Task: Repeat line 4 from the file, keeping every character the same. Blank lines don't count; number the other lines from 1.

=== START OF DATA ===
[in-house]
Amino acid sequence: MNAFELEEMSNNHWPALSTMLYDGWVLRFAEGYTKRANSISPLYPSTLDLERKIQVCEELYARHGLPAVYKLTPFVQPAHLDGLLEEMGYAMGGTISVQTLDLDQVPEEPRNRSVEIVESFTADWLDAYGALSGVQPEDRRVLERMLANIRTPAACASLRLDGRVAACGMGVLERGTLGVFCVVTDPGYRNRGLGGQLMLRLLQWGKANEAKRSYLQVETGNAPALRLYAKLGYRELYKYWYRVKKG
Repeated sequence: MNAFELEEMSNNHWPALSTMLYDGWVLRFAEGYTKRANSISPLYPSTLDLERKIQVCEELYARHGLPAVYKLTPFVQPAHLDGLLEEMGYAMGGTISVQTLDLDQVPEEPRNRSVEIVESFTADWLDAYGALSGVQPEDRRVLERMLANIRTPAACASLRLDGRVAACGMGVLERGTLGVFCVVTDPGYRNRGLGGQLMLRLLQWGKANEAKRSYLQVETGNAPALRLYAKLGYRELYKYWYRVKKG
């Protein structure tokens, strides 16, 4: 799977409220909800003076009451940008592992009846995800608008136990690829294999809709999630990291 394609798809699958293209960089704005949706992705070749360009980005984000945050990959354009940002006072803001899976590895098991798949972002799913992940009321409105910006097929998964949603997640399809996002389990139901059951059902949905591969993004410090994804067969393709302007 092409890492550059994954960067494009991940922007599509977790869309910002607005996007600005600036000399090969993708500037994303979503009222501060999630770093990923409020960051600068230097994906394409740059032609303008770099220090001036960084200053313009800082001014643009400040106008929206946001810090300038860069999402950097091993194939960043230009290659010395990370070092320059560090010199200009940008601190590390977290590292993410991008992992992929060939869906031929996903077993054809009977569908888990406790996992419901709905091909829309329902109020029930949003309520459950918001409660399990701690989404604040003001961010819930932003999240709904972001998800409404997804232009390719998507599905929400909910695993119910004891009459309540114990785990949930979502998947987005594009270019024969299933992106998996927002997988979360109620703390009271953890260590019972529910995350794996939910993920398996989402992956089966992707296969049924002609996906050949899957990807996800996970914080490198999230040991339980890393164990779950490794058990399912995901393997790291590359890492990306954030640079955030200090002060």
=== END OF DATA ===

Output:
């Protein structure tokens, strides 16, 4: 799977409220909800003076009451940008592992009846995800608008136990690829294999809709999630990291 394609798809699958293209960089704005949706992705070749360009980005984000945050990959354009940002006072803001899976590895098991798949972002799913992940009321409105910006097929998964949603997640399809996002389990139901059951059902949905591969993004410090994804067969393709302007 092409890492550059994954960067494009991940922007599509977790869309910002607005996007600005600036000399090969993708500037994303979503009222501060999630770093990923409020960051600068230097994906394409740059032609303008770099220090001036960084200053313009800082001014643009400040106008929206946001810090300038860069999402950097091993194939960043230009290659010395990370070092320059560090010199200009940008601190590390977290590292993410991008992992992929060939869906031929996903077993054809009977569908888990406790996992419901709905091909829309329902109020029930949003309520459950918001409660399990701690989404604040003001961010819930932003999240709904972001998800409404997804232009390719998507599905929400909910695993119910004891009459309540114990785990949930979502998947987005594009270019024969299933992106998996927002997988979360109620703390009271953890260590019972529910995350794996939910993920398996989402992956089966992707296969049924002609996906050949899957990807996800996970914080490198999230040991339980890393164990779950490794058990399912995901393997790291590359890492990306954030640079955030200090002060």